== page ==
foo: 47; / this is also a comment
42+/1 2 3 / The first / does NOT start a comment!

In the last example, the first slash functions as the adverb over.

Begin a block comment with a lone backslash at the start of a line, and finish it with sole slash -

\
All of this is a block comment.
Even /\ this is OK.
/
x: 47 / this line (before the slash) is code

or the reverse:

/
The opposite works, too.
Using block comments to comment out code can be
confusing unless you pick one way and stick to it.
\

A \ does not have to be matched; it then serves as an end-of-file indicator:

\
all lines below are
i
g
n
o
r
e
d

Lastly, if a script's first line begins with '#!', that line is skipped, e.g.:

#! blah.. blah..

Can a historical database be partitioned on multiple levels - say, by date, then symbol?

No. Only one level of partitioning (by date, month, year or integer) is supported.

'exit' fails to terminate kdb console. How do I gracefully exit a kdb process?

exit 0 or \\ or simply control+d from a console.

Inside a function, the double backslash requires escaping. Use value "\\\\" or system "\\\\"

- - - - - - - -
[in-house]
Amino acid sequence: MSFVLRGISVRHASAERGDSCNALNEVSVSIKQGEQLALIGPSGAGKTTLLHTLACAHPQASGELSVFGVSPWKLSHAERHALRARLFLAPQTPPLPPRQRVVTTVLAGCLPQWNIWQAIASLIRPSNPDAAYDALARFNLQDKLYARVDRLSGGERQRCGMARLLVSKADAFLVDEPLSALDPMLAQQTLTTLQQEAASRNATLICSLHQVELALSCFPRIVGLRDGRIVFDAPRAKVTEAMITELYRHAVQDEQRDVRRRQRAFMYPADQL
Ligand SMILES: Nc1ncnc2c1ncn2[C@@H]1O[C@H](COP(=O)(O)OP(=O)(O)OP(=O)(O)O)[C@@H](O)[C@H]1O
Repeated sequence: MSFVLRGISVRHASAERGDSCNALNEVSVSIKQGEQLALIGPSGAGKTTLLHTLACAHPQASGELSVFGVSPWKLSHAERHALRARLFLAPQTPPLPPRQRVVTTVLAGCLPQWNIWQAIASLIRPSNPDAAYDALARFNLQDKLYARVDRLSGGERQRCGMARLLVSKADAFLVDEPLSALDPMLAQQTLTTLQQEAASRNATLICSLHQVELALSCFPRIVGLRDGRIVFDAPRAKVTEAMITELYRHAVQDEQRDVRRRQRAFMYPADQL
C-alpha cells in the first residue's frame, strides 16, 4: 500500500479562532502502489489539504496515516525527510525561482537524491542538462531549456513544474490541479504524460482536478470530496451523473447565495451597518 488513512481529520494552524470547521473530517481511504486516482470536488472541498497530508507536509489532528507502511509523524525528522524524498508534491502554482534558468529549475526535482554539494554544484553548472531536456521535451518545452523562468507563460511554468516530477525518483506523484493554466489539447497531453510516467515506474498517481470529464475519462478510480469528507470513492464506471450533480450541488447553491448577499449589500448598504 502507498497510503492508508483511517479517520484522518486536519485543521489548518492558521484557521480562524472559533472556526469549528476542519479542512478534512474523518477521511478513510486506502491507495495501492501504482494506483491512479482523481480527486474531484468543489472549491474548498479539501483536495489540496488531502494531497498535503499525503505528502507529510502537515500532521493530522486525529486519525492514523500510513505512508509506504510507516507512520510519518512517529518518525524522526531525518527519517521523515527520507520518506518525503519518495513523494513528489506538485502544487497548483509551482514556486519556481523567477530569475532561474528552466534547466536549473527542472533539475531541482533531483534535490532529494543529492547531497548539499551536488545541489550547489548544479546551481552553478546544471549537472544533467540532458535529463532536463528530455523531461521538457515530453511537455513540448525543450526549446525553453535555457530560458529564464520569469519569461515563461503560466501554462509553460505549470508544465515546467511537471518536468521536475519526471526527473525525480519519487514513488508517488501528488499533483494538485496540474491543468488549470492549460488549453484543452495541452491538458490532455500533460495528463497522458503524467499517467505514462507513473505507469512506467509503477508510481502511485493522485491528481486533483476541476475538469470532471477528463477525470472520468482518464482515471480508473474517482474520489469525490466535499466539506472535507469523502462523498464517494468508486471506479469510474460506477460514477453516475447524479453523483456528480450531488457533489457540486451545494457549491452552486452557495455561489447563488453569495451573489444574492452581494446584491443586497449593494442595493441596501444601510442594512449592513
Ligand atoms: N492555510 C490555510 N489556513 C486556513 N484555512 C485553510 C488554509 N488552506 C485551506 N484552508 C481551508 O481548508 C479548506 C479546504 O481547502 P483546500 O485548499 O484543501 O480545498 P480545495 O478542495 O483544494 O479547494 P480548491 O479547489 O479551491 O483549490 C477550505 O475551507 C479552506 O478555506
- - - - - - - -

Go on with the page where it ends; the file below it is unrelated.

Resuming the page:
Note: kdb process exits can be trapped via .z.exit.

How do i interpret the output of function .Q.w[]?

An example explains it best:

$ rlwrap q
KDB+ 2.7 2011.02.16 Copyright © 1993-2011 Kx Systems
q).Q.w[]
used| 108432   / bytes malloced
heap| 67108864 / heap bytes available
peak| 67108864 / heap high-watermark in bytes
wmax| 0        / workspace limit from -w param
mmap| 0        / amount of memory mapped
syms| 537      / number of symbols interned
symw| 15616    / bytes used by 537 symbols
q)

Note how .Q.w is simply a pretty print output of \w and the workspace memory footprint from \w 0

q).Q.w
k){`used`heap`peak`wmax`mmap`syms`symw!(."\\w"),."\\w 0"}
q)\w
108304 67108864 67108864 0 0j
q)

I’ve setup many views based on a single large table. How much of a performance penalty will I pay?

A view is syntactic sugar for a canned query. Unless the view is referenced, it does not expend computational resources.

See also: view, views, :: , .z.b and \b